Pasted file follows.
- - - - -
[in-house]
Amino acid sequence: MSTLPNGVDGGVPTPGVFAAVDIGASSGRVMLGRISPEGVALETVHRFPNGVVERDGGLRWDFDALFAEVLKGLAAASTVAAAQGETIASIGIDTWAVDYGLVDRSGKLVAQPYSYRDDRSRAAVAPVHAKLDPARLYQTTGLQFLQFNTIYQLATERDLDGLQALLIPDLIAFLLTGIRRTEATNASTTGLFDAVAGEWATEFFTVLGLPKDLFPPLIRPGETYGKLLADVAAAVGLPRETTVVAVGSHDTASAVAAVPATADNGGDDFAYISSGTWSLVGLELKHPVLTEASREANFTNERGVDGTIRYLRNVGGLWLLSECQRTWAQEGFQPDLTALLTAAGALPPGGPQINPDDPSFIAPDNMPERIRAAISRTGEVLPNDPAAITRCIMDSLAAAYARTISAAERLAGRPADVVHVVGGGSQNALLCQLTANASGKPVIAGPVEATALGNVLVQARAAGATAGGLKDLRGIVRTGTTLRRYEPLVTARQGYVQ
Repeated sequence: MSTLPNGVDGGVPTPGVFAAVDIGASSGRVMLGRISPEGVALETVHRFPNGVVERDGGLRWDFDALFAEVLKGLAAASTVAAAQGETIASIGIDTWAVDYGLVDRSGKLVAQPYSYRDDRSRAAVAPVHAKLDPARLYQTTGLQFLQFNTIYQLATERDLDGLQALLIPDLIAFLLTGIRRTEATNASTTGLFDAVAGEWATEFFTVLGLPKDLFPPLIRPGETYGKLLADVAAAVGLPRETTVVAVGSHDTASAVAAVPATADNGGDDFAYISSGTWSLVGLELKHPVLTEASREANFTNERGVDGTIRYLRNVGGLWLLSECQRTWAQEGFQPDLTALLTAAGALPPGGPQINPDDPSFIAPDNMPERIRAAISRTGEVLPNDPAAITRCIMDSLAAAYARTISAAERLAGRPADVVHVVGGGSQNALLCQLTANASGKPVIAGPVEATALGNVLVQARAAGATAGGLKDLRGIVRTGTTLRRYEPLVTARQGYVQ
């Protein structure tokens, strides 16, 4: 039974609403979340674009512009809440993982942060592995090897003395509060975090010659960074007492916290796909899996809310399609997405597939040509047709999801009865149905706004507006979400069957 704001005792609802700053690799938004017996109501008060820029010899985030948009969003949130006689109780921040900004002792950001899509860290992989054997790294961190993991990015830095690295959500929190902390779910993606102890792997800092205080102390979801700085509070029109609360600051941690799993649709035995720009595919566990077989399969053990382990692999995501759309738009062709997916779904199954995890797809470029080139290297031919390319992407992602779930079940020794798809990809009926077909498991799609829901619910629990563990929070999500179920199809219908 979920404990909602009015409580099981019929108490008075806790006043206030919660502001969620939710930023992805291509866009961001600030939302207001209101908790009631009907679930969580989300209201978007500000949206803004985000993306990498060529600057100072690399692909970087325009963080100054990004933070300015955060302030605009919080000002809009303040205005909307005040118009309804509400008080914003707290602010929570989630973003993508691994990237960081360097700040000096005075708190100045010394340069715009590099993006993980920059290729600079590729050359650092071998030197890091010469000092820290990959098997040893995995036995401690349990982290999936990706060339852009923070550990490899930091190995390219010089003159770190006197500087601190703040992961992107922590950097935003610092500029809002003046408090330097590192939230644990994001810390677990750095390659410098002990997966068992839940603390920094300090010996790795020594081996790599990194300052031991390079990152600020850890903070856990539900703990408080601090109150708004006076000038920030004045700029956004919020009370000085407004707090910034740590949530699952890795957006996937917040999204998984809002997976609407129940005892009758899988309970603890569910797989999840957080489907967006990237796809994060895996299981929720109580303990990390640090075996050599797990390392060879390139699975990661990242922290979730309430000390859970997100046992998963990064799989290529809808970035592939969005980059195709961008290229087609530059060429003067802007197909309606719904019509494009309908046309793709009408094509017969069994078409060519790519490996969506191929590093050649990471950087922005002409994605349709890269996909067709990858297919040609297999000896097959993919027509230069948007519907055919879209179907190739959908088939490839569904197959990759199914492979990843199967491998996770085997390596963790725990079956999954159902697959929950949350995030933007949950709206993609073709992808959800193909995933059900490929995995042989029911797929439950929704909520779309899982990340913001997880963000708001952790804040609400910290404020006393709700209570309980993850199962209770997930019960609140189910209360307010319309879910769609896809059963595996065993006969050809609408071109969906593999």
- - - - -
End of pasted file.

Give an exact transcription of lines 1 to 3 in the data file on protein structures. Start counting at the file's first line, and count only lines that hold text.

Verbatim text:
[in-house]
Amino acid sequence: MSTLPNGVDGGVPTPGVFAAVDIGASSGRVMLGRISPEGVALETVHRFPNGVVERDGGLRWDFDALFAEVLKGLAAASTVAAAQGETIASIGIDTWAVDYGLVDRSGKLVAQPYSYRDDRSRAAVAPVHAKLDPARLYQTTGLQFLQFNTIYQLATERDLDGLQALLIPDLIAFLLTGIRRTEATNASTTGLFDAVAGEWATEFFTVLGLPKDLFPPLIRPGETYGKLLADVAAAVGLPRETTVVAVGSHDTASAVAAVPATADNGGDDFAYISSGTWSLVGLELKHPVLTEASREANFTNERGVDGTIRYLRNVGGLWLLSECQRTWAQEGFQPDLTALLTAAGALPPGGPQINPDDPSFIAPDNMPERIRAAISRTGEVLPNDPAAITRCIMDSLAAAYARTISAAERLAGRPADVVHVVGGGSQNALLCQLTANASGKPVIAGPVEATALGNVLVQARAAGATAGGLKDLRGIVRTGTTLRRYEPLVTARQGYVQ
Repeated sequence: MSTLPNGVDGGVPTPGVFAAVDIGASSGRVMLGRISPEGVALETVHRFPNGVVERDGGLRWDFDALFAEVLKGLAAASTVAAAQGETIASIGIDTWAVDYGLVDRSGKLVAQPYSYRDDRSRAAVAPVHAKLDPARLYQTTGLQFLQFNTIYQLATERDLDGLQALLIPDLIAFLLTGIRRTEATNASTTGLFDAVAGEWATEFFTVLGLPKDLFPPLIRPGETYGKLLADVAAAVGLPRETTVVAVGSHDTASAVAAVPATADNGGDDFAYISSGTWSLVGLELKHPVLTEASREANFTNERGVDGTIRYLRNVGGLWLLSECQRTWAQEGFQPDLTALLTAAGALPPGGPQINPDDPSFIAPDNMPERIRAAISRTGEVLPNDPAAITRCIMDSLAAAYARTISAAERLAGRPADVVHVVGGGSQNALLCQLTANASGKPVIAGPVEATALGNVLVQARAAGATAGGLKDLRGIVRTGTTLRRYEPLVTARQGYVQ